In Mexico, supreme court withdraws mining concessions for lack of indigenous community consultations
By 24 February
Mexican flag (photo credit: Opinio Juris)
In an unprecedented ruling, the Supreme Court (SCJN) on Wednesday revoked two mining concessions in Puebla because the federal government failed to consult with the local indigenous community before granting them.
The Economy Ministry granted concessions in 2003 and 2009 to a Mexican subsidiary of the Canadian company Almaden Minerals. In 2015, a group of Nahua residents concerned about contamination and overexploitation of local water sources filed a challenge against the concessions. Their lawsuit passed through lower-level courts before reaching the Supreme Court. [...] However, the SCJN didn’t rule that four articles of the federal mining law are unconstitutional, as the plaintiffs had hoped it would. [...]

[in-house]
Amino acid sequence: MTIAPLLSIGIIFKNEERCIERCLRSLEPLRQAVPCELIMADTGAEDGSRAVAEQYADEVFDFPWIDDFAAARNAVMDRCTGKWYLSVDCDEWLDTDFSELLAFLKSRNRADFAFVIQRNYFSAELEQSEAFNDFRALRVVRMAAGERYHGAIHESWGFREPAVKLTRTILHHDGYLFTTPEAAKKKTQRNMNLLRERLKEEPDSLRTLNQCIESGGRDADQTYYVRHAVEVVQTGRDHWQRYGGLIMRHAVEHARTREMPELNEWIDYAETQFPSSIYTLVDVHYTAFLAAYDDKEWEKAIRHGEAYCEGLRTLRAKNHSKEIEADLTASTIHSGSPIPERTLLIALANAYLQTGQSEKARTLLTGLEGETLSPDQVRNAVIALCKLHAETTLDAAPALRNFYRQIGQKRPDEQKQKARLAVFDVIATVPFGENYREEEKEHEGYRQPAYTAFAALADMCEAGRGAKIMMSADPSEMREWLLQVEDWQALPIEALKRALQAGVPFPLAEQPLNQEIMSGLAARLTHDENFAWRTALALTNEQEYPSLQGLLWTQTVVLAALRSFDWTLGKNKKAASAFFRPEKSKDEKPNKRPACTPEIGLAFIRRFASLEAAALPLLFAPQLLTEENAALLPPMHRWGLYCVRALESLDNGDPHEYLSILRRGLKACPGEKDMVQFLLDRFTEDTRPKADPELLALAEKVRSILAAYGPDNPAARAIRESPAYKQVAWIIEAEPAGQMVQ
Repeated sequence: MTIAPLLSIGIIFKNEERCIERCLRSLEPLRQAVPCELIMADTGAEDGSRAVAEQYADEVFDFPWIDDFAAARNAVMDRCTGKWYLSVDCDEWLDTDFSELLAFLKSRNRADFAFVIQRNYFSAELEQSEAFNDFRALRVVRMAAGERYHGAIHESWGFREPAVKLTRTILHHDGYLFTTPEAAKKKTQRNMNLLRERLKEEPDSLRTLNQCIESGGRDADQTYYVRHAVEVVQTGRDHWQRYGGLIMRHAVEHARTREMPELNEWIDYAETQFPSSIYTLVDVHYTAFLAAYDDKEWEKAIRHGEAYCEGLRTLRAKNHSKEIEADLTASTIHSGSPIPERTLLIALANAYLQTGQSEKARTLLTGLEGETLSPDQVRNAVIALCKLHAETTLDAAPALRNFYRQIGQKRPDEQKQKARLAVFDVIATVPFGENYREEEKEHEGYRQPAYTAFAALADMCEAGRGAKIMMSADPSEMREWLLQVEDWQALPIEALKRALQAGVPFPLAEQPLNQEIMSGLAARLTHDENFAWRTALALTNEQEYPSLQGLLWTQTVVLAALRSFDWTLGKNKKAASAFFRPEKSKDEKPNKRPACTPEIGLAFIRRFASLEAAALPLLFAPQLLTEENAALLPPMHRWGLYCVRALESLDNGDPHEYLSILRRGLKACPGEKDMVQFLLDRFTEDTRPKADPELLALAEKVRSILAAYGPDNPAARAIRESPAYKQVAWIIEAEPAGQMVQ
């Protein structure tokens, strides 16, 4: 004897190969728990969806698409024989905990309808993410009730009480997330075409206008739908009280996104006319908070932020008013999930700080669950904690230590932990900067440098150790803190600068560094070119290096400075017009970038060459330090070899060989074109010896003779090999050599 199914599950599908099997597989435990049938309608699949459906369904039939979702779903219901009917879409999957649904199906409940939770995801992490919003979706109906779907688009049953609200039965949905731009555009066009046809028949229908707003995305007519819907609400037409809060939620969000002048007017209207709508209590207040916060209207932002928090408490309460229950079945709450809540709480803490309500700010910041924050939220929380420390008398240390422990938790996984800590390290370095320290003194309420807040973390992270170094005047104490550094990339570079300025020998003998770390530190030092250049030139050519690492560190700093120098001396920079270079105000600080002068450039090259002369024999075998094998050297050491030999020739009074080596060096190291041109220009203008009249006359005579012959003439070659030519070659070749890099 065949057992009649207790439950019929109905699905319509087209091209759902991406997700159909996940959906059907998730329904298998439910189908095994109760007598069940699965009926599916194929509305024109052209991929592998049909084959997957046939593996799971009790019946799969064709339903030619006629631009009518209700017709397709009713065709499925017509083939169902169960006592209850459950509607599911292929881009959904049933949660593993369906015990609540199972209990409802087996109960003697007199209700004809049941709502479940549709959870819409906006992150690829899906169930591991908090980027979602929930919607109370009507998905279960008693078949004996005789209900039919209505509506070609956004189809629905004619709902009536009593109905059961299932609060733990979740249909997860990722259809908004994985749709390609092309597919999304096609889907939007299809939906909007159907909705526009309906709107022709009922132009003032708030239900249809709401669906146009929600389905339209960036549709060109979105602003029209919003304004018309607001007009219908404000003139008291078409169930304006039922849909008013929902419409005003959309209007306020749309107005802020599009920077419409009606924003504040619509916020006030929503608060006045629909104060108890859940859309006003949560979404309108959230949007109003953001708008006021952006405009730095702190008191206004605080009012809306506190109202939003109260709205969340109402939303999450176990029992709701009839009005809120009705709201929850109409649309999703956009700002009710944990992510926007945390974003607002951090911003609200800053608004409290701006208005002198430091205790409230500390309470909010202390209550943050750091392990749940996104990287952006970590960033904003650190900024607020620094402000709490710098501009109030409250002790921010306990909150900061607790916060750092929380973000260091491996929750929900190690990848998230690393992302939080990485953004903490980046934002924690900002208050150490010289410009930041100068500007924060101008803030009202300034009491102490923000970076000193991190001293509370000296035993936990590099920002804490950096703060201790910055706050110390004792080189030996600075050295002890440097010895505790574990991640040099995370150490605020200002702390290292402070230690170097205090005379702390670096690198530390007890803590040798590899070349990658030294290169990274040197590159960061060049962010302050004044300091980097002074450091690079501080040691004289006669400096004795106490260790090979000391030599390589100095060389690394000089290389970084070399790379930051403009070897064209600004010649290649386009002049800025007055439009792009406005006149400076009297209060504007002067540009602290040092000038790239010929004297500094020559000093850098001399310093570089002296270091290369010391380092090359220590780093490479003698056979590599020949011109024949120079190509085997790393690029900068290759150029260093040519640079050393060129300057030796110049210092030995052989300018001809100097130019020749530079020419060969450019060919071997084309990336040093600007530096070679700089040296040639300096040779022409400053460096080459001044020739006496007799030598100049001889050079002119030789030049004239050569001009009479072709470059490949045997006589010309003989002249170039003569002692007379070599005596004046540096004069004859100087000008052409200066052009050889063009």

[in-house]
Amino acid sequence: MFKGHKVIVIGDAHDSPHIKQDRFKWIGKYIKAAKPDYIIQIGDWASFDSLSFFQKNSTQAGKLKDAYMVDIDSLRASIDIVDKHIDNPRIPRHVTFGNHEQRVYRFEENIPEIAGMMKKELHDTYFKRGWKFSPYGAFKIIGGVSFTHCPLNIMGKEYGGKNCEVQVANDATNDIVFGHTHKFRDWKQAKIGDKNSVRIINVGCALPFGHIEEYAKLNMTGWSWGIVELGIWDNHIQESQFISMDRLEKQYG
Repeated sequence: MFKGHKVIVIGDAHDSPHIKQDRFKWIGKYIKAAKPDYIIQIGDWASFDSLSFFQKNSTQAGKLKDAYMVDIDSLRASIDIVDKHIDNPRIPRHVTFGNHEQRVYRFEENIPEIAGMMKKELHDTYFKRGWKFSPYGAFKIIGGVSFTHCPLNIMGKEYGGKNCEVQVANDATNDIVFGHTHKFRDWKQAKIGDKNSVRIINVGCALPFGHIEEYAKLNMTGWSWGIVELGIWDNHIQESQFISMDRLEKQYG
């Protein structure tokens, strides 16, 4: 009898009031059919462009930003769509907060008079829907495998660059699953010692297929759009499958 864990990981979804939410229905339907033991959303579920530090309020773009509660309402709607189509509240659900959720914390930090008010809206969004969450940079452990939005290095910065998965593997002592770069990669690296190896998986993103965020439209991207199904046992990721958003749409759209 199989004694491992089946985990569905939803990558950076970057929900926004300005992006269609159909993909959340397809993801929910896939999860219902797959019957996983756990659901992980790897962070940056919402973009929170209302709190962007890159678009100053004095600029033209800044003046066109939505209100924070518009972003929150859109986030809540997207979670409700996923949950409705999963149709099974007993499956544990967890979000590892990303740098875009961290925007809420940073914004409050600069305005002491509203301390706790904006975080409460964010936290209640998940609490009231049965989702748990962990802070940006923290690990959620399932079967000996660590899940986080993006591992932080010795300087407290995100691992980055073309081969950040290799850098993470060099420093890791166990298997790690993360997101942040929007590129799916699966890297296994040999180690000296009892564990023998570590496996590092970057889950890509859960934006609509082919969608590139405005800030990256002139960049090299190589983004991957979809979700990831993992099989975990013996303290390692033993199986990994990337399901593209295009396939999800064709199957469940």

However, the SCJN did declare that, in accordance with the constitution and Convention 169 of the International Labour Organization’s Indigenous and Tribal Peoples Convention, which Mexico ratified on September 5, 1990, the government should have consulted with indigenous residents of Tecoltemi before granting the concessions.
Read the full article here: Mexico News Daily